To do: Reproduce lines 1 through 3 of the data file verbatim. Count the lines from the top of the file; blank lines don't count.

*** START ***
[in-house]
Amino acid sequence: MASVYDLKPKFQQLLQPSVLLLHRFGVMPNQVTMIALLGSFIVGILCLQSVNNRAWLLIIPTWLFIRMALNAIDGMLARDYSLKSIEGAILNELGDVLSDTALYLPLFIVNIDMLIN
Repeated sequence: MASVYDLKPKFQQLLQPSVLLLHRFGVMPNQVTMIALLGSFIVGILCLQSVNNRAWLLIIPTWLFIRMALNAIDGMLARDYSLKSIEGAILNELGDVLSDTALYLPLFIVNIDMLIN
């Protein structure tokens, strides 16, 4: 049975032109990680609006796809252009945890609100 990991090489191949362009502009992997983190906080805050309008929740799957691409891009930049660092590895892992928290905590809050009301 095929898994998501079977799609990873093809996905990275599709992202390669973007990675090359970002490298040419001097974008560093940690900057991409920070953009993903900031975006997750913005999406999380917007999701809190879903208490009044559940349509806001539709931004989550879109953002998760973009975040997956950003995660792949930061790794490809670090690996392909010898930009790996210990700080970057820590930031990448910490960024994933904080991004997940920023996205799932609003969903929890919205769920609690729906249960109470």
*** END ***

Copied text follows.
[in-house]
Amino acid sequence: MASVYDLKPKFQQLLQPSVLLLHRFGVMPNQVTMIALLGSFIVGILCLQSVNNRAWLLIIPTWLFIRMALNAIDGMLARDYSLKSIEGAILNELGDVLSDTALYLPLFIVNIDMLIN
Repeated sequence: MASVYDLKPKFQQLLQPSVLLLHRFGVMPNQVTMIALLGSFIVGILCLQSVNNRAWLLIIPTWLFIRMALNAIDGMLARDYSLKSIEGAILNELGDVLSDTALYLPLFIVNIDMLIN